“Ah, go bull the market with it, and don’t ask fool questions!” says I.
Say, it was a perfectly swell story about Virgie’s bouillabaisse function on today’s society page, double-column half-tone cut and all. I had to grin when I shows it to Mr. Ellins.
“Were you there, young man?” says he, eyin’ me suspicious.
“Yep!” says I.
“I thought so,” says he, “when Cousin Inez came home and began packing her trunks. I take it that affair of hers with the sculptor poet is all off??’
“Blew up with a bang about ten-thirty P. M.,” says I. “Your two tenspots went with it.”
“Huh!” he snorts. “That’s as far as I care to inquire. Some day I’m going to send you out with a thousand and let you wreck the administration.”
TORCHY GETS A THROUGH WIRE
First off, when I pipes the party in the pale green lid and the fuzzy English topcoat, I thought it was some stray from the House of Lords; but as it drifts nearer to the brass rail and I gets a glimpse of the mild blue eyes behind the thick, shell-rimmed glasses, I discovers that it’s only Son-in-law Ferdy; you know, hubby to Marjorie Ellins that was.
“Wat ho!” says I. “Just in from Lunnon?”
“Why, no,” says Ferdy, gawpin’ foolish. “Whatever made you think that?”
“Then it’s a disguise, is it?” says I, eyin’ the costume critical.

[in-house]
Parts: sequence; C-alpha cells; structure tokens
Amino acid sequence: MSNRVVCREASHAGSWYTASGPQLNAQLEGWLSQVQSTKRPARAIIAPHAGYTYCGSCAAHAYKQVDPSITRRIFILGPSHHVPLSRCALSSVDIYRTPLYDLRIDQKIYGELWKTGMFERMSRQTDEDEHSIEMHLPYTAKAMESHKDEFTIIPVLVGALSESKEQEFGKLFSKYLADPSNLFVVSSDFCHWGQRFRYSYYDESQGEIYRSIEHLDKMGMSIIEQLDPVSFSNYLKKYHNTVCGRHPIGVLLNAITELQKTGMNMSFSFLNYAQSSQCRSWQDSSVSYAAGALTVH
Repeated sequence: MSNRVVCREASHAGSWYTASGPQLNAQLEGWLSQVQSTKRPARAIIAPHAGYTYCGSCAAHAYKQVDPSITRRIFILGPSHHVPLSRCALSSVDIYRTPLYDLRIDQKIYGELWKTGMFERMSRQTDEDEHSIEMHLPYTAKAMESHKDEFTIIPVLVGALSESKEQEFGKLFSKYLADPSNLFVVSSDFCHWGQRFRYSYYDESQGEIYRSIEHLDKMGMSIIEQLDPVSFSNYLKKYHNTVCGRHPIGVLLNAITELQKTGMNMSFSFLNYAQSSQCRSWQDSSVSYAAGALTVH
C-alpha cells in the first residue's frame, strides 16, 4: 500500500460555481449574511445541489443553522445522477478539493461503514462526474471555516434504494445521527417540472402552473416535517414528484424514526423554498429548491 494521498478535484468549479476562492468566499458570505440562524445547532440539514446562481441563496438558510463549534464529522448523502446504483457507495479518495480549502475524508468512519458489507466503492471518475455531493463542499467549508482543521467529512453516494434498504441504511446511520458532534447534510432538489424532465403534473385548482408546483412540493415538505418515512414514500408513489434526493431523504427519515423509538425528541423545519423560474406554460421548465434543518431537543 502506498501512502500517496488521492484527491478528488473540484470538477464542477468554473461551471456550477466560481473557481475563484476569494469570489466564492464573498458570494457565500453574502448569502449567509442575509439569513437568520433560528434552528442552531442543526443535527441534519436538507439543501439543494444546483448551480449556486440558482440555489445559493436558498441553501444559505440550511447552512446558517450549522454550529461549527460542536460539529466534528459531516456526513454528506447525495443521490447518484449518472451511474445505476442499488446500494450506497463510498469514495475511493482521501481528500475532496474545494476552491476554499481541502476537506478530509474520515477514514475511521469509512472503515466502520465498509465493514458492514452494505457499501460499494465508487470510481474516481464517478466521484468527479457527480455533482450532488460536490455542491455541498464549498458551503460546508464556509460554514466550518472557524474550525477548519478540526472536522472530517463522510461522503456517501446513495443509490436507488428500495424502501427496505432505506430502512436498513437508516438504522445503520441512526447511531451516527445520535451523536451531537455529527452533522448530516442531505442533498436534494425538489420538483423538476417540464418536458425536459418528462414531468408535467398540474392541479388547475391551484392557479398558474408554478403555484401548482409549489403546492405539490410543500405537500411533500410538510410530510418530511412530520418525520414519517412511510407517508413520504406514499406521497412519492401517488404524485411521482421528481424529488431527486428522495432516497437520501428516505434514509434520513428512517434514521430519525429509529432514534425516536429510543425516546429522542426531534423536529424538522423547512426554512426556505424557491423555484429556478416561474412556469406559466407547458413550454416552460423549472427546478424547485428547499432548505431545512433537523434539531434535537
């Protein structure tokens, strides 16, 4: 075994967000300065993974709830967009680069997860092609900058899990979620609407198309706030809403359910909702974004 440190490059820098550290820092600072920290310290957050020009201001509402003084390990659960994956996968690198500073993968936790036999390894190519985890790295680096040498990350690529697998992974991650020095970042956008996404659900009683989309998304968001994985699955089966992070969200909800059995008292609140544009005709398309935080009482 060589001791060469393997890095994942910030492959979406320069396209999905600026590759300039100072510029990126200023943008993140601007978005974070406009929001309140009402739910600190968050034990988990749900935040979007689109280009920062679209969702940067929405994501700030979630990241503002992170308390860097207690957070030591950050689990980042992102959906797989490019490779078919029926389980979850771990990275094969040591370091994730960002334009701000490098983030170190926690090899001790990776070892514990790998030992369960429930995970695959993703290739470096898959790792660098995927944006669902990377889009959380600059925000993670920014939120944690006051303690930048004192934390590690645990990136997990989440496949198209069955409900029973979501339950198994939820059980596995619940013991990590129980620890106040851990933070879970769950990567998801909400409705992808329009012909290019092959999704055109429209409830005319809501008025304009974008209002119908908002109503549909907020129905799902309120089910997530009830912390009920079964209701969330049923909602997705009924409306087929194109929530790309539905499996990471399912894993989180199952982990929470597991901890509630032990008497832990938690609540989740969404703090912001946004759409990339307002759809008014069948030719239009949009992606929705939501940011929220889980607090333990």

“Oh, bother!” says Ferdy peevish. “I told Marjorie I should be stared at. And I just despise being conspicuous, you know! Where’s Robert?”
“Mr. Robert ain’t due back for an hour yet,” says I. “You could catch him at the club, I expect.”
“No, no,” protests Ferdy hasty. “I—I wouldn’t go to the club looking like this. I—I couldn’t stand the chaff I’d get from the fellows. I’ll wait.”
“Suit yourself,” says I, towin’ him into Mr. Robert’s private office. “You can shed the heather wrap in here, if you like.”
“I—I wish I could,” says he.
“Wha-a-at!” says I. “She ain’t sewed you into it, has she? Anyhow, you don’t have to keep it buttoned tight under your chin with all this steam heat on.”
“I know,” says Ferdy, sighin’. “I nearly roasted, coming down in the train. But, you see, it—it hides the tie.”
“Eh?” says I. “Something else Marjorie picked out? Let’s have a peek.”
Ferdy blushes painful. “It’s awful,” he groans, “perfectly awful!”
“Not one of these nutty Futurist designs, like a scrambled rainbow shot full of pink polliwogs?” says I.
“Worse than that,” says Ferdy, unbuttonin’ the overcoat reluctant. “Look!”
“Zowie! A plush one!” says I.
Course, they ain’t so new. I’d seen ’em in the zippy haberdashers’ windows early in the fall; but I don’t remember havin’ met one out of captivity before. And this is about the plushiest affair you could imagine; bright orange and black, and half an inch thick.